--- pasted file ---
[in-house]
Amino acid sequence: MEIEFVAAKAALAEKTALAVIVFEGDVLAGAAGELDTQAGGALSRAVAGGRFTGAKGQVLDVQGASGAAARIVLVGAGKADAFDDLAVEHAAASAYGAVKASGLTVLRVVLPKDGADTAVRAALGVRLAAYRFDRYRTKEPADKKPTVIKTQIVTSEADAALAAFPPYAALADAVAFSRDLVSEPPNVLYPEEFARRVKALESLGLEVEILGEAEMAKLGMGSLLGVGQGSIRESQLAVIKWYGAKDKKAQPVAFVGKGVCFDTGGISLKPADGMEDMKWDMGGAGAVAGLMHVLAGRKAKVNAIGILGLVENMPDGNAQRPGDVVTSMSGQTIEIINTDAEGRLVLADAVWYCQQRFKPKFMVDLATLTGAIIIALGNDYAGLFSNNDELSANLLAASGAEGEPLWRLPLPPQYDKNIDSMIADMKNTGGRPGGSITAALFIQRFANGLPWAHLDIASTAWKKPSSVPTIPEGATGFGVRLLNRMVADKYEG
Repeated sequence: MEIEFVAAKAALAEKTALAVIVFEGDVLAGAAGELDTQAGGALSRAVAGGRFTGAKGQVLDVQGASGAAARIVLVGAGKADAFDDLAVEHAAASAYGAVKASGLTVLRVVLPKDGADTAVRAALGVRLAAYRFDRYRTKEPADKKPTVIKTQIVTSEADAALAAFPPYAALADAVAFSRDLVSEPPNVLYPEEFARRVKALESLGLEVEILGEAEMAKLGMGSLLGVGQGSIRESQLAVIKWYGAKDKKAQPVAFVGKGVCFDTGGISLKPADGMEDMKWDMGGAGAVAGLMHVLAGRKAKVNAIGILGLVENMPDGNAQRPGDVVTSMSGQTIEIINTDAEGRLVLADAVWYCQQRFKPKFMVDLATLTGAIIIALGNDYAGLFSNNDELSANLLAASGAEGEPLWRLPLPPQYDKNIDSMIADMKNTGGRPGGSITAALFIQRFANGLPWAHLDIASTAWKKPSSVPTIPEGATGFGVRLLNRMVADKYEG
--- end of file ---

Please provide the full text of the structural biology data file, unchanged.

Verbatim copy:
[in-house]
Amino acid sequence: MEIEFVAAKAALAEKTALAVIVFEGDVLAGAAGELDTQAGGALSRAVAGGRFTGAKGQVLDVQGASGAAARIVLVGAGKADAFDDLAVEHAAASAYGAVKASGLTVLRVVLPKDGADTAVRAALGVRLAAYRFDRYRTKEPADKKPTVIKTQIVTSEADAALAAFPPYAALADAVAFSRDLVSEPPNVLYPEEFARRVKALESLGLEVEILGEAEMAKLGMGSLLGVGQGSIRESQLAVIKWYGAKDKKAQPVAFVGKGVCFDTGGISLKPADGMEDMKWDMGGAGAVAGLMHVLAGRKAKVNAIGILGLVENMPDGNAQRPGDVVTSMSGQTIEIINTDAEGRLVLADAVWYCQQRFKPKFMVDLATLTGAIIIALGNDYAGLFSNNDELSANLLAASGAEGEPLWRLPLPPQYDKNIDSMIADMKNTGGRPGGSITAALFIQRFANGLPWAHLDIASTAWKKPSSVPTIPEGATGFGVRLLNRMVADKYEG
Repeated sequence: MEIEFVAAKAALAEKTALAVIVFEGDVLAGAAGELDTQAGGALSRAVAGGRFTGAKGQVLDVQGASGAAARIVLVGAGKADAFDDLAVEHAAASAYGAVKASGLTVLRVVLPKDGADTAVRAALGVRLAAYRFDRYRTKEPADKKPTVIKTQIVTSEADAALAAFPPYAALADAVAFSRDLVSEPPNVLYPEEFARRVKALESLGLEVEILGEAEMAKLGMGSLLGVGQGSIRESQLAVIKWYGAKDKKAQPVAFVGKGVCFDTGGISLKPADGMEDMKWDMGGAGAVAGLMHVLAGRKAKVNAIGILGLVENMPDGNAQRPGDVVTSMSGQTIEIINTDAEGRLVLADAVWYCQQRFKPKFMVDLATLTGAIIIALGNDYAGLFSNNDELSANLLAASGAEGEPLWRLPLPPQYDKNIDSMIADMKNTGGRPGGSITAALFIQRFANGLPWAHLDIASTAWKKPSSVPTIPEGATGFGVRLLNRMVADKYEG